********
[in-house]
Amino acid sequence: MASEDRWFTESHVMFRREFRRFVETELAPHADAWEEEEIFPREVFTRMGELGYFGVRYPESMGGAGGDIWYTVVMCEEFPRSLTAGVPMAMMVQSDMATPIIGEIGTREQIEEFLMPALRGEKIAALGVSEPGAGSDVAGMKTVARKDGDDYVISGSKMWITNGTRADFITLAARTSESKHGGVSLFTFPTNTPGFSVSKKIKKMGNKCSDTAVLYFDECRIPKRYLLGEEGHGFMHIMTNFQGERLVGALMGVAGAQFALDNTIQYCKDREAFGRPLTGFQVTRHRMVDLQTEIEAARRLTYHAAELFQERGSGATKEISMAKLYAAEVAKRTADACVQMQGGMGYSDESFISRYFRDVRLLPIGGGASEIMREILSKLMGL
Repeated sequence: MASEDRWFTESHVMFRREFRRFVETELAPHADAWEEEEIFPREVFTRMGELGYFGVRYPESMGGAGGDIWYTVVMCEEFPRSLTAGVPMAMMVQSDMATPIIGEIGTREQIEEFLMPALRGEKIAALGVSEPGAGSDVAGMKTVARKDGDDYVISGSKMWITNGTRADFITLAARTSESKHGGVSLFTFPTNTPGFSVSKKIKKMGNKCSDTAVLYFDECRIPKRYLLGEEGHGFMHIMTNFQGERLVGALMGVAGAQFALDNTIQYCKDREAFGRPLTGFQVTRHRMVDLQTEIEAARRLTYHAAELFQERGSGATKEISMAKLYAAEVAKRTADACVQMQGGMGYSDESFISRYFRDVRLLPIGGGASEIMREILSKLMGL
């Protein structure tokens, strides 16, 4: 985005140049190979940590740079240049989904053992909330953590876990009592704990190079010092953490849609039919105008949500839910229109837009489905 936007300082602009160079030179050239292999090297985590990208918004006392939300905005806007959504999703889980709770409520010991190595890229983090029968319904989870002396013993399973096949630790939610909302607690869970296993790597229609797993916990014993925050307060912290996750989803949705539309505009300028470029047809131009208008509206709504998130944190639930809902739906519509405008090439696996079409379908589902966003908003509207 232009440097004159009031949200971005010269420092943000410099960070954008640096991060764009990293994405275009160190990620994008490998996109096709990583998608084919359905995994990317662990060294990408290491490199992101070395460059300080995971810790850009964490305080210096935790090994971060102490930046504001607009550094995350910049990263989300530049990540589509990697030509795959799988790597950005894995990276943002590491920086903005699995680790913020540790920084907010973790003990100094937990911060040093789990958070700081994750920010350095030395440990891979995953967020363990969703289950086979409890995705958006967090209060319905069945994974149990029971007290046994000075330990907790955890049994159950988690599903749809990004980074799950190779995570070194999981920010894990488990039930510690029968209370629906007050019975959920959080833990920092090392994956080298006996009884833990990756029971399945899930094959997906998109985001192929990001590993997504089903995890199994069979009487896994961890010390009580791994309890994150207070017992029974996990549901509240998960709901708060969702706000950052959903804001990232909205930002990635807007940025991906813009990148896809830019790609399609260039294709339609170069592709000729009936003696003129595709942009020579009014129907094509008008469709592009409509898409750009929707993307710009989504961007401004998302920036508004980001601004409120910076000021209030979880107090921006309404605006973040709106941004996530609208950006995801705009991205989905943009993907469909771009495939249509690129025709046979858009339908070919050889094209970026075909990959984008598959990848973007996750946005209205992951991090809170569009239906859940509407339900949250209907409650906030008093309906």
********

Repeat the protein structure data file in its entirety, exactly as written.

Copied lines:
[in-house]
Amino acid sequence: MASEDRWFTESHVMFRREFRRFVETELAPHADAWEEEEIFPREVFTRMGELGYFGVRYPESMGGAGGDIWYTVVMCEEFPRSLTAGVPMAMMVQSDMATPIIGEIGTREQIEEFLMPALRGEKIAALGVSEPGAGSDVAGMKTVARKDGDDYVISGSKMWITNGTRADFITLAARTSESKHGGVSLFTFPTNTPGFSVSKKIKKMGNKCSDTAVLYFDECRIPKRYLLGEEGHGFMHIMTNFQGERLVGALMGVAGAQFALDNTIQYCKDREAFGRPLTGFQVTRHRMVDLQTEIEAARRLTYHAAELFQERGSGATKEISMAKLYAAEVAKRTADACVQMQGGMGYSDESFISRYFRDVRLLPIGGGASEIMREILSKLMGL
Repeated sequence: MASEDRWFTESHVMFRREFRRFVETELAPHADAWEEEEIFPREVFTRMGELGYFGVRYPESMGGAGGDIWYTVVMCEEFPRSLTAGVPMAMMVQSDMATPIIGEIGTREQIEEFLMPALRGEKIAALGVSEPGAGSDVAGMKTVARKDGDDYVISGSKMWITNGTRADFITLAARTSESKHGGVSLFTFPTNTPGFSVSKKIKKMGNKCSDTAVLYFDECRIPKRYLLGEEGHGFMHIMTNFQGERLVGALMGVAGAQFALDNTIQYCKDREAFGRPLTGFQVTRHRMVDLQTEIEAARRLTYHAAELFQERGSGATKEISMAKLYAAEVAKRTADACVQMQGGMGYSDESFISRYFRDVRLLPIGGGASEIMREILSKLMGL
């Protein structure tokens, strides 16, 4: 985005140049190979940590740079240049989904053992909330953590876990009592704990190079010092953490849609039919105008949500839910229109837009489905 936007300082602009160079030179050239292999090297985590990208918004006392939300905005806007959504999703889980709770409520010991190595890229983090029968319904989870002396013993399973096949630790939610909302607690869970296993790597229609797993916990014993925050307060912290996750989803949705539309505009300028470029047809131009208008509206709504998130944190639930809902739906519509405008090439696996079409379908589902966003908003509207 232009440097004159009031949200971005010269420092943000410099960070954008640096991060764009990293994405275009160190990620994008490998996109096709990583998608084919359905995994990317662990060294990408290491490199992101070395460059300080995971810790850009964490305080210096935790090994971060102490930046504001607009550094995350910049990263989300530049990540589509990697030509795959799988790597950005894995990276943002590491920086903005699995680790913020540790920084907010973790003990100094937990911060040093789990958070700081994750920010350095030395440990891979995953967020363990969703289950086979409890995705958006967090209060319905069945994974149990029971007290046994000075330990907790955890049994159950988690599903749809990004980074799950190779995570070194999981920010894990488990039930510690029968209370629906007050019975959920959080833990920092090392994956080298006996009884833990990756029971399945899930094959997906998109985001192929990001590993997504089903995890199994069979009487896994961890010390009580791994309890994150207070017992029974996990549901509240998960709901708060969702706000950052959903804001990232909205930002990635807007940025991906813009990148896809830019790609399609260039294709339609170069592709000729009936003696003129595709942009020579009014129907094509008008469709592009409509898409750009929707993307710009989504961007401004998302920036508004980001601004409120910076000021209030979880107090921006309404605006973040709106941004996530609208950006995801705009991205989905943009993907469909771009495939249509690129025709046979858009339908070919050889094209970026075909990959984008598959990848973007996750946005209205992951991090809170569009239906859940509407339900949250209907409650906030008093309906």